Also of interest is the fact that Latino women are outpacing Latino men in terms of educational attainment. In 2006, for example, only 41% of Latino undergraduates were male.5 This disparity is all the more startling given that the gender gap seems to be leveling off for males of other ethnicities.6
In part, the difference in Latinos’ and Latinas’ educational achievement can be explained by the fact that more Latinas go back to school as adults (ages 25 and up). But many other factors-cultural, societal, and economic-intertwine to explain both the gender gap and why Latinos are not earning postsecondary degrees at a rate proportional to other ethnic groups. Many Latino Men Feel Pressure to Enter the Workforce Rather than Pursue a Degree
Most Latino students are nontraditional students: Many are over 25, attend school part-time, opt for two-year programs rather than four-year ones, and have parents, children, spouses, or other family members to support.7 The selfsame factors that make a student nontraditional, however, have been identified as risk factors for degree noncompletion by the U.S. Department of Education.8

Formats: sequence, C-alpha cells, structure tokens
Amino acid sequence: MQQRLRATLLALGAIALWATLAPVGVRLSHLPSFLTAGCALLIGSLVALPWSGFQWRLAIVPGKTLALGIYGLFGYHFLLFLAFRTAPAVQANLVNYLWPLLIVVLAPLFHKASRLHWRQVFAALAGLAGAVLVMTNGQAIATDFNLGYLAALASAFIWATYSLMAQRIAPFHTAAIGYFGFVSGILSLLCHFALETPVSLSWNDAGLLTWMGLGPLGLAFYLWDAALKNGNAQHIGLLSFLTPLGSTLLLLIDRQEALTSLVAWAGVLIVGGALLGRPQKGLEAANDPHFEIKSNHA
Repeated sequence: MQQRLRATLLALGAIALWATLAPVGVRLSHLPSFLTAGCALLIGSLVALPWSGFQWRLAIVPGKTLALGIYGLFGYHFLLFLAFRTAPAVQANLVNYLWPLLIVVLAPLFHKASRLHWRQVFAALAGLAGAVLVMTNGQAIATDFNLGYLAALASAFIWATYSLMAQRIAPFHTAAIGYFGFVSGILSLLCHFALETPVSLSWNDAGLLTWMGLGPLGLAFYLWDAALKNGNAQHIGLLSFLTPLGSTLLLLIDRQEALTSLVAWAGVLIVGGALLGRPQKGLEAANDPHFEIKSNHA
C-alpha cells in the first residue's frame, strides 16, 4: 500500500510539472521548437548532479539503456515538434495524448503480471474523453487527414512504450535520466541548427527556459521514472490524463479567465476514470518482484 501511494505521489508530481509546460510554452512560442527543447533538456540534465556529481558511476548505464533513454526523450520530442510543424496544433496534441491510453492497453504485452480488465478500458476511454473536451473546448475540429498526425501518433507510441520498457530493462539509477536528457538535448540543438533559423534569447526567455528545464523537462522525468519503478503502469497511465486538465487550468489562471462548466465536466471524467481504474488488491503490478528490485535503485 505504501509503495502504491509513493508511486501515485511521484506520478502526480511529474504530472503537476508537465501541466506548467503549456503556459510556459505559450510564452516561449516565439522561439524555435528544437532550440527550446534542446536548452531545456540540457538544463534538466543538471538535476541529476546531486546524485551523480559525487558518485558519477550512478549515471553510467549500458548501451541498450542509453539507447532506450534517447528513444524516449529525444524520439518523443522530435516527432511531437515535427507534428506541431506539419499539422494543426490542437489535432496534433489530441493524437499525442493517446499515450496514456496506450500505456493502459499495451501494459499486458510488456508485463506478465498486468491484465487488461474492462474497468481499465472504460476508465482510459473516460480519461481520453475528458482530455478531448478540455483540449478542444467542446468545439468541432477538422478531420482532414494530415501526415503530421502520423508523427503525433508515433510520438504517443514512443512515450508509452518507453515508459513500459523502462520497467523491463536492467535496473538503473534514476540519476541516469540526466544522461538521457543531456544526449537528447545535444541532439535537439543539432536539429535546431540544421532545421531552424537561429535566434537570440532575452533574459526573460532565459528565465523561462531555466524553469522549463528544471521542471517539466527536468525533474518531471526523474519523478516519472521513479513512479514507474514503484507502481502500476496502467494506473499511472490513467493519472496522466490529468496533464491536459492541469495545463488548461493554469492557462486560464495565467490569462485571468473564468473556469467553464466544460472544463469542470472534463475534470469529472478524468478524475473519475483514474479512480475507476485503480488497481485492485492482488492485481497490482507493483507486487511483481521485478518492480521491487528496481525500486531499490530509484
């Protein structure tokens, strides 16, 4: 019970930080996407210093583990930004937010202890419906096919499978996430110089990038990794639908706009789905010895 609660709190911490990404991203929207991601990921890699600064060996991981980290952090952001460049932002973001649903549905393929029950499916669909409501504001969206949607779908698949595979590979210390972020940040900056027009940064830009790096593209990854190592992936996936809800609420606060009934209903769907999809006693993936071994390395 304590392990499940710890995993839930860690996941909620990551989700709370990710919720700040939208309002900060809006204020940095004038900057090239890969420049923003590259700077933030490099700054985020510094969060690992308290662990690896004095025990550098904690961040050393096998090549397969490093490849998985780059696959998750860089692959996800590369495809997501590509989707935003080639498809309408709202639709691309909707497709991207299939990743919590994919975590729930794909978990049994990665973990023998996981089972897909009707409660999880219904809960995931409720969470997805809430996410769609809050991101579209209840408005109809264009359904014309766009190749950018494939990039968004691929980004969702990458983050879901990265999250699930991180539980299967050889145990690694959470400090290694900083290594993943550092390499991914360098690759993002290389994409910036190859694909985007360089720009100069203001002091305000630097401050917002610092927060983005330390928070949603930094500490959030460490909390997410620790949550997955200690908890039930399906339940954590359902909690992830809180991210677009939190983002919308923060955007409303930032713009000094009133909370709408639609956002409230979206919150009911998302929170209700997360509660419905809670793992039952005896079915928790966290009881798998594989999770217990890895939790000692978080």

And a large number of these students work while attending school, which may be one reason why they opt to attend school part-time. In many low-income or working-class immigrant families, young people feel a responsibility to contribute to the family’s income as soon as they are old enough to work. A sizeable proportion of young immigrants drop out of high school in order to work full time. (Second-generation Latinos ages 16 to 19, in contrast, are four times more likely to be in school and not working at all than immigrants from their same age group.)9 Nearly three-quarters of 16- to 25-year old Latinos who had ended their education while in or shortly after high school say they did so in order to support their families.10 This emphasis on work may be one reason fewer Hispanic men than women attain college degrees.